To test the performance of the new upsert() method, I started a new Laravel project and created a simple artisan command that performs 3 tests - one using the updateOrCreate method, one using the upsert() method for singular rows, and one for using upsert() method with batches of rows (5,000 at a time).

For each test, an array of 125,000 "products" are written to an empty table - measuring the time it takes to complete. Every item in the original array of product data is then updated with a new price, and a further 25,000 products added. This updated raw data is then also written to the database whilst being timed.

I spun up a new server on Linode (with PHP 7.4 & MySQL 8) and ran the artisan command 5 times. I averaged out the times from each test, which ended up as follows:

Test 1 (updateOrCreate() method)

  • INSERT: 280.84 seconds
  • INSERT / UPDATE: 398.76 seconds

Test 2 (upsert() method - singular rows)

  • INSERT: 203.99 seconds
  • INSERT / UPDATE: 270.39 seconds

Test 3 (upsert() method - batched rows)

  • INSERT: 15.38 seconds
  • INSERT / UPDATE: 17.97 seconds

As expected the first tests with updateOrCreate() method was slowest. The second test, using upsert() for each product one-at-a-time was a little quicker as it only executed 1 query for each product, rather than 2. Finally, the third test, using upsert() for batches (5,000) of products was vastly quicker than the other two tests. In my tests, it works out at ~95% quicker for both INSERT queries and  INSERT / UPDATE queries when compared to updateOrCreate().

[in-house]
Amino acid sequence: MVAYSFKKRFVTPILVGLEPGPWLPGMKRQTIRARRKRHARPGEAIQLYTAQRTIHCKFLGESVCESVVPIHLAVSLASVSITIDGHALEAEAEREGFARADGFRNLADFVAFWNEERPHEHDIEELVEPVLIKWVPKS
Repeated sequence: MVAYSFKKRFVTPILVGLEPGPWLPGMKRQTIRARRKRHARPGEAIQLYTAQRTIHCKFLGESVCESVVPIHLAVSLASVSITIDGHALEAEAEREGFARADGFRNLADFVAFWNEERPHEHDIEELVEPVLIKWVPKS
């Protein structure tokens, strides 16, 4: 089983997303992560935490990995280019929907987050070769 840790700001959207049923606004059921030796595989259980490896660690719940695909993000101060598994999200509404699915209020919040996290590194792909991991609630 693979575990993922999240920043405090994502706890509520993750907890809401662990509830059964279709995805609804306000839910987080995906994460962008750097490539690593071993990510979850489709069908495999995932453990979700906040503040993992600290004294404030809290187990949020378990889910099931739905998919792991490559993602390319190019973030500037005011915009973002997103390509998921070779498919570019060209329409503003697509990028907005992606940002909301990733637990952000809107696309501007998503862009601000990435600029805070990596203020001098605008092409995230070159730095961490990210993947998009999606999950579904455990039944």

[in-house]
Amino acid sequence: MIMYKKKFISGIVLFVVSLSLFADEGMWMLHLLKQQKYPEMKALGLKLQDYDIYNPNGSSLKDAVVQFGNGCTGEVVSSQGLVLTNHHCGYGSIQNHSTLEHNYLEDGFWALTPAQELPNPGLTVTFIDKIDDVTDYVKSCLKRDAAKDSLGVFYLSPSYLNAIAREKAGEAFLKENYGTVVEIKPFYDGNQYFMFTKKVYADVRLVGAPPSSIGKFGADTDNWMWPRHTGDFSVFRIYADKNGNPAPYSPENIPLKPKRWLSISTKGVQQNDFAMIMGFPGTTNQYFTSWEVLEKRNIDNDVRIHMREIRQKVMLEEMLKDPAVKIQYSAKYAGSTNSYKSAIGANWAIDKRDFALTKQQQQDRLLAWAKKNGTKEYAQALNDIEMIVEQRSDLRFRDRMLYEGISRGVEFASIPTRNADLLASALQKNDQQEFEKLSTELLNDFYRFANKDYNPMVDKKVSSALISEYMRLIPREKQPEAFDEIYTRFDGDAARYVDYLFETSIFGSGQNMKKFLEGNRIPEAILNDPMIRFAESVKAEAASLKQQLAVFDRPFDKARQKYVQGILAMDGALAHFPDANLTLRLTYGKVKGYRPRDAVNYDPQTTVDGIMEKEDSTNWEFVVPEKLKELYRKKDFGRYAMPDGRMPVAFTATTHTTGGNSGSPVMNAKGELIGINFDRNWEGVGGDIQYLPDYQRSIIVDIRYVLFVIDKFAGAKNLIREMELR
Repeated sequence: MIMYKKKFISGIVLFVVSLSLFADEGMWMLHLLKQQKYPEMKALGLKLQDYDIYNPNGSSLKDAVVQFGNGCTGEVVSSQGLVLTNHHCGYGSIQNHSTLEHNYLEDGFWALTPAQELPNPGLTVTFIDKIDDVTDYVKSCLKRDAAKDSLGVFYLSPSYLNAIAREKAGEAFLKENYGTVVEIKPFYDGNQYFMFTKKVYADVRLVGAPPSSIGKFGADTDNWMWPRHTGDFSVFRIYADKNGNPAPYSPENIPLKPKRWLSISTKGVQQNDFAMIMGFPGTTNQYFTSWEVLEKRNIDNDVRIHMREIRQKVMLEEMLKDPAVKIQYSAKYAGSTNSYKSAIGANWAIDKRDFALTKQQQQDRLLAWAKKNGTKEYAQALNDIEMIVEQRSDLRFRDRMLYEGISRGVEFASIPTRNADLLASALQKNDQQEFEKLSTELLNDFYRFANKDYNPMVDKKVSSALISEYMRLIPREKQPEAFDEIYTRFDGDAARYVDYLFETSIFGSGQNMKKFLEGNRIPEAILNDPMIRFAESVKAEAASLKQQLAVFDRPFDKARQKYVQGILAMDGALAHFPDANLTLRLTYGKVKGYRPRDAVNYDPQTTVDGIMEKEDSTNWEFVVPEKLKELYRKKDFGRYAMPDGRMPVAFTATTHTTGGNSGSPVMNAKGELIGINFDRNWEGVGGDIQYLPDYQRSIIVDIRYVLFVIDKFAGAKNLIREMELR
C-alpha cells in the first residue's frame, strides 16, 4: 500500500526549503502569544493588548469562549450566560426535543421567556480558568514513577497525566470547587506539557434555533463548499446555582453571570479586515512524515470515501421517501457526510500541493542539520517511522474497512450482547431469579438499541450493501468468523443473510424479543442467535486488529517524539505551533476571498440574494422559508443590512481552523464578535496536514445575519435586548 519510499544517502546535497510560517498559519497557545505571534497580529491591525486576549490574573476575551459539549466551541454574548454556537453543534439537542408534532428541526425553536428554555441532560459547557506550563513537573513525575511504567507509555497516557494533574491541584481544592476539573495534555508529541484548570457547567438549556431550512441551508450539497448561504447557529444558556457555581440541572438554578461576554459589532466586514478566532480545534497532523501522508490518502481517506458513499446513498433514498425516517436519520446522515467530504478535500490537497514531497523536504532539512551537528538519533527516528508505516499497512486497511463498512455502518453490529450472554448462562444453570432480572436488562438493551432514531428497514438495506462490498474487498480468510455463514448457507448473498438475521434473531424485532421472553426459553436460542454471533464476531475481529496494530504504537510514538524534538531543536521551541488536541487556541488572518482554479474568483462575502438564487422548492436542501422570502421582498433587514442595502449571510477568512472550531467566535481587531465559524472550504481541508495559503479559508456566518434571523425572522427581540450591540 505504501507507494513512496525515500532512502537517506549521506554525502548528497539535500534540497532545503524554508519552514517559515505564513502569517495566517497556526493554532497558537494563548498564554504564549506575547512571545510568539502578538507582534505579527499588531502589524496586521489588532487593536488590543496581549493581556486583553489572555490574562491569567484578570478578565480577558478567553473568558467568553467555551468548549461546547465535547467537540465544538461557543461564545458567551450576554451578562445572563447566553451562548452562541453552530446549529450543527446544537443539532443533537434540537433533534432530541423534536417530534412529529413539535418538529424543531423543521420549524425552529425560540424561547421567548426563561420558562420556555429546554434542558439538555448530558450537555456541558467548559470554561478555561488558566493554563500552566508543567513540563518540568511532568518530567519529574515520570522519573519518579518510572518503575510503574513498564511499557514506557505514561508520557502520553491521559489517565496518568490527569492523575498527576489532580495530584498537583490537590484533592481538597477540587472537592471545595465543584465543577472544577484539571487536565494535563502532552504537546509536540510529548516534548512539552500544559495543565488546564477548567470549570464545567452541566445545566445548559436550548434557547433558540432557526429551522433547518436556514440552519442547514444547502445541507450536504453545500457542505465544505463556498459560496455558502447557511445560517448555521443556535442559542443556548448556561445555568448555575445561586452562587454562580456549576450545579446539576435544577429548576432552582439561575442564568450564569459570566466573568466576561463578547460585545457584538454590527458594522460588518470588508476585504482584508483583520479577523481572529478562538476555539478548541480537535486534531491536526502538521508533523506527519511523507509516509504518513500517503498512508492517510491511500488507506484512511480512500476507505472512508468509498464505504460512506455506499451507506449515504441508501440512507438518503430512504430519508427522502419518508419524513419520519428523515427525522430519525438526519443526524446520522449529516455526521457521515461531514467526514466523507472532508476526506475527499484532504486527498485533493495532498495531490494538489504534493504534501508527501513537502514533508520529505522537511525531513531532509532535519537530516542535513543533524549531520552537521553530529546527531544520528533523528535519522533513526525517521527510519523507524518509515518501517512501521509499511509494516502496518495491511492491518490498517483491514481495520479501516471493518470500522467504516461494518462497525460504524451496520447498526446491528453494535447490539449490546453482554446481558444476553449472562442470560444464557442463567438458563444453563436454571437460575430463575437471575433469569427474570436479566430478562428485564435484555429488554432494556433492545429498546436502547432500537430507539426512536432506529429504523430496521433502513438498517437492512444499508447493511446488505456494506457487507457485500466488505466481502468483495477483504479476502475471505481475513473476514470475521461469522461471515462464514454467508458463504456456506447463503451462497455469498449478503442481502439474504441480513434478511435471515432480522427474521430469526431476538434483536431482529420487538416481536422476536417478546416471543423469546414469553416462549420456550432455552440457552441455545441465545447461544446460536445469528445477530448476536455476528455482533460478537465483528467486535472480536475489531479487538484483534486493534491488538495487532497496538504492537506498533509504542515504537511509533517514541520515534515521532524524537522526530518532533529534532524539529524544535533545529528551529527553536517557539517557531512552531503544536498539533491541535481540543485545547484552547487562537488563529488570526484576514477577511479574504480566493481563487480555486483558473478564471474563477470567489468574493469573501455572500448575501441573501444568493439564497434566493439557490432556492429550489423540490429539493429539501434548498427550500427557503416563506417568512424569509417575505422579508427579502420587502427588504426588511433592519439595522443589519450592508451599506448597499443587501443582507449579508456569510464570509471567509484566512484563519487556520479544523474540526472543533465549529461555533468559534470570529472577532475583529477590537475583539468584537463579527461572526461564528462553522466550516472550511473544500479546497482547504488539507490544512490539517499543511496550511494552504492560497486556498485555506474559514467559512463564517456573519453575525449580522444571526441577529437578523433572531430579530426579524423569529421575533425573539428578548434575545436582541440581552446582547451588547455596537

Chart comparing the performance difference
Visualisation of the performance difference

That's great, how can I use upsert()?

The method is available of the Laravel database query builder, and the Eloquent query builder. It accepts 3 arguments:

upsert(array $values, $uniqueBy, $update = null)

$values

The first argument is an array of arrays containing the data to be inserted / updated - one child array for each Eloquent model / database row. For example:

$values = [
    [
        'item_ref'  => 1,
        'title'     => 'Large cake',
        'price'     => 15.00,
    ],
    [
        'item_ref'  => 2,
        'title'     => 'Medium cake',
        'price'     => 10.00,
    ],
    [
        'item_ref'  => 3,
        'title'     => 'Small cake',
        'price'     => 5.00,
    ]
];

If you're using upsert() on an Eloquent model that uses timestamps, the created_at and updated_at attributes will automatically be handled.

$uniqueBy

The second argument describes how to identify a unique row.

This could be the name of a single column (passed as a string, or an array containing a single string), or if you have a composite key (two or more columns used to uniquely identify a row), the names of multiple columns passed as an array. For example:

$uniqueBy = 'item_ref';
// OR
$uniqueBy = ['item_ref'];
// OR
$uniqueBy = ['item_type', 'item_size'];

All database engines except SQL Server require the columns in the $uniqueBy argument to have a "primary" or "unique" index.

$update

The third and final argument, which is optional, defines the columns that should be updated if a matching row already exists in the database. This allows you to include data in your $values argument that will be written only on an INSERT. By default all columns in your $values are updated, but here is an example if you do want to provide this argument:

$update = ['title', 'price'];

Wrapping up

I hope you've found this useful - if you do want to know more you can read the docs (although I've covered everything and more in this blog post) or review the original PRs on GitHub: #34698, #34712.

I'm @gbuckingham89 on Twitter if you have any questions about using upsert() or anything else Laravel related.

If you're looking to work with a Laravel developer, please do contact me.